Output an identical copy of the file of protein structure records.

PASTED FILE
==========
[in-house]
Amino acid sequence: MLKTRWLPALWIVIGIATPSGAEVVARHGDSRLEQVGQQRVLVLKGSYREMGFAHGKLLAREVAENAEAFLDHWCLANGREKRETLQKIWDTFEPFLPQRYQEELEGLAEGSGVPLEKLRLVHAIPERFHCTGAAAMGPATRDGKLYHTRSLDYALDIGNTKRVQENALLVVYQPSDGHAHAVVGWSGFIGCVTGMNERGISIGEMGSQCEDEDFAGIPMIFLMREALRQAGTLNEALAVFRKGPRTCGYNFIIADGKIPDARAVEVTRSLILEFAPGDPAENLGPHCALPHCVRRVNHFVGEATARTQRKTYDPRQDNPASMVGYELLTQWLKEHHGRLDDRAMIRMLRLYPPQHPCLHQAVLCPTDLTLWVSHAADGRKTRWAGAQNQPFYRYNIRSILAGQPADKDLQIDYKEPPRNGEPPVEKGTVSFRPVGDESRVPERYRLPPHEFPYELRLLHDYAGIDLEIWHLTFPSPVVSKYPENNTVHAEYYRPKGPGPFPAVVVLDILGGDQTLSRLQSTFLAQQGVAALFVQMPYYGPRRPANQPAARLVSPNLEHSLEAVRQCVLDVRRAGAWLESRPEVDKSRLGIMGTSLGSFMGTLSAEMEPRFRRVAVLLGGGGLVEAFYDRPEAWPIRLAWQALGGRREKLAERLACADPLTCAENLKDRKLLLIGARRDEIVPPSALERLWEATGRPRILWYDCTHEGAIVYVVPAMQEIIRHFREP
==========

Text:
[in-house]
Amino acid sequence: MLKTRWLPALWIVIGIATPSGAEVVARHGDSRLEQVGQQRVLVLKGSYREMGFAHGKLLAREVAENAEAFLDHWCLANGREKRETLQKIWDTFEPFLPQRYQEELEGLAEGSGVPLEKLRLVHAIPERFHCTGAAAMGPATRDGKLYHTRSLDYALDIGNTKRVQENALLVVYQPSDGHAHAVVGWSGFIGCVTGMNERGISIGEMGSQCEDEDFAGIPMIFLMREALRQAGTLNEALAVFRKGPRTCGYNFIIADGKIPDARAVEVTRSLILEFAPGDPAENLGPHCALPHCVRRVNHFVGEATARTQRKTYDPRQDNPASMVGYELLTQWLKEHHGRLDDRAMIRMLRLYPPQHPCLHQAVLCPTDLTLWVSHAADGRKTRWAGAQNQPFYRYNIRSILAGQPADKDLQIDYKEPPRNGEPPVEKGTVSFRPVGDESRVPERYRLPPHEFPYELRLLHDYAGIDLEIWHLTFPSPVVSKYPENNTVHAEYYRPKGPGPFPAVVVLDILGGDQTLSRLQSTFLAQQGVAALFVQMPYYGPRRPANQPAARLVSPNLEHSLEAVRQCVLDVRRAGAWLESRPEVDKSRLGIMGTSLGSFMGTLSAEMEPRFRRVAVLLGGGGLVEAFYDRPEAWPIRLAWQALGGRREKLAERLACADPLTCAENLKDRKLLLIGARRDEIVPPSALERLWEATGRPRILWYDCTHEGAIVYVVPAMQEIIRHFREP